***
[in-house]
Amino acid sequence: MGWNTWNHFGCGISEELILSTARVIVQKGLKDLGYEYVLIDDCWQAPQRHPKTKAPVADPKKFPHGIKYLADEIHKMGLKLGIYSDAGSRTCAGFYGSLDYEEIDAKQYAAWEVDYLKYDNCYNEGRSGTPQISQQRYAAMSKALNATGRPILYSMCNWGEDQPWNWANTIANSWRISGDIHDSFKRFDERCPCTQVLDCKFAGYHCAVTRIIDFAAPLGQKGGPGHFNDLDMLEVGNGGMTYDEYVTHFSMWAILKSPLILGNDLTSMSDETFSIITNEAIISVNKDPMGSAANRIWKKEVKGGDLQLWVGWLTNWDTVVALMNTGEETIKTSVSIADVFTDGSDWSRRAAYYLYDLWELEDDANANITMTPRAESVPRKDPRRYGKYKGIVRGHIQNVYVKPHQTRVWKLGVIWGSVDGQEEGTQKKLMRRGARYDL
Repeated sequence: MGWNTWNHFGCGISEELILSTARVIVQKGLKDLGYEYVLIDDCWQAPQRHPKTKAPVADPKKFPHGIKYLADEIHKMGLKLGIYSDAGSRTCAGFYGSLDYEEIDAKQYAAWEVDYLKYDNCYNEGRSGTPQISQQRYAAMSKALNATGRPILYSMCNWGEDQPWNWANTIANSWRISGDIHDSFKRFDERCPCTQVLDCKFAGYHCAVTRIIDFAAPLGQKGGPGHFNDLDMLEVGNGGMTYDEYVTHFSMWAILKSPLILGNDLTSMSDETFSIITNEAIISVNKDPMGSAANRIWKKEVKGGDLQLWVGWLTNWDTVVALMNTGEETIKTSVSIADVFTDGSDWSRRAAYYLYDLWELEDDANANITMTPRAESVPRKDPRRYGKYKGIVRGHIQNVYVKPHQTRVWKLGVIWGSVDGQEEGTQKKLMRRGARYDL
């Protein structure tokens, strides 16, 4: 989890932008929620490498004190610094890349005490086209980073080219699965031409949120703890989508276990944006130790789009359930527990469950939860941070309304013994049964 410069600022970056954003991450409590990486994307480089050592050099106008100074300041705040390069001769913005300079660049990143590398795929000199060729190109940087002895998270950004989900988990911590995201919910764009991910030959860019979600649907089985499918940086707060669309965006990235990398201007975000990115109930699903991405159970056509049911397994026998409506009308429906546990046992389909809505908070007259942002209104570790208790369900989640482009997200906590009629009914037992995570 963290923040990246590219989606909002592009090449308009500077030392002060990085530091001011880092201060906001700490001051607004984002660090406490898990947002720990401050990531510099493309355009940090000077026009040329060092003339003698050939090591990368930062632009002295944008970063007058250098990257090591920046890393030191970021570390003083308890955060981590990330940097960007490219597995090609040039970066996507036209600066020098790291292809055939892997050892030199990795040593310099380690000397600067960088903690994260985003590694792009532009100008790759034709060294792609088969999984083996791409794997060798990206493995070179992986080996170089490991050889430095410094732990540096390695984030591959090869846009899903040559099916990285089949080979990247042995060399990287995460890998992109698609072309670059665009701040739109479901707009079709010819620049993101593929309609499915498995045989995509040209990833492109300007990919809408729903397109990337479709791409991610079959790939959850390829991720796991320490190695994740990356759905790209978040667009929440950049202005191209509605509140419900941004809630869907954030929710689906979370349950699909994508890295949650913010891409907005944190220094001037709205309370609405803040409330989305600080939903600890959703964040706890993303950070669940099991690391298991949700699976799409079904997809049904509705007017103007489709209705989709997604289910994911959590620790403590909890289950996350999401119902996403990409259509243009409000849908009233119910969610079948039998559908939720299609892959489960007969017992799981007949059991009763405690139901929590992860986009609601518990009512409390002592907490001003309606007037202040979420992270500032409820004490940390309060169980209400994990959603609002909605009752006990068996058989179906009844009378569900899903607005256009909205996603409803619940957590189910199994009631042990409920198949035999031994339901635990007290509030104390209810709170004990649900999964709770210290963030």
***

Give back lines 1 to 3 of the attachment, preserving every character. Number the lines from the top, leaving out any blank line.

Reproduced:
[in-house]
Amino acid sequence: MGWNTWNHFGCGISEELILSTARVIVQKGLKDLGYEYVLIDDCWQAPQRHPKTKAPVADPKKFPHGIKYLADEIHKMGLKLGIYSDAGSRTCAGFYGSLDYEEIDAKQYAAWEVDYLKYDNCYNEGRSGTPQISQQRYAAMSKALNATGRPILYSMCNWGEDQPWNWANTIANSWRISGDIHDSFKRFDERCPCTQVLDCKFAGYHCAVTRIIDFAAPLGQKGGPGHFNDLDMLEVGNGGMTYDEYVTHFSMWAILKSPLILGNDLTSMSDETFSIITNEAIISVNKDPMGSAANRIWKKEVKGGDLQLWVGWLTNWDTVVALMNTGEETIKTSVSIADVFTDGSDWSRRAAYYLYDLWELEDDANANITMTPRAESVPRKDPRRYGKYKGIVRGHIQNVYVKPHQTRVWKLGVIWGSVDGQEEGTQKKLMRRGARYDL
Repeated sequence: MGWNTWNHFGCGISEELILSTARVIVQKGLKDLGYEYVLIDDCWQAPQRHPKTKAPVADPKKFPHGIKYLADEIHKMGLKLGIYSDAGSRTCAGFYGSLDYEEIDAKQYAAWEVDYLKYDNCYNEGRSGTPQISQQRYAAMSKALNATGRPILYSMCNWGEDQPWNWANTIANSWRISGDIHDSFKRFDERCPCTQVLDCKFAGYHCAVTRIIDFAAPLGQKGGPGHFNDLDMLEVGNGGMTYDEYVTHFSMWAILKSPLILGNDLTSMSDETFSIITNEAIISVNKDPMGSAANRIWKKEVKGGDLQLWVGWLTNWDTVVALMNTGEETIKTSVSIADVFTDGSDWSRRAAYYLYDLWELEDDANANITMTPRAESVPRKDPRRYGKYKGIVRGHIQNVYVKPHQTRVWKLGVIWGSVDGQEEGTQKKLMRRGARYDL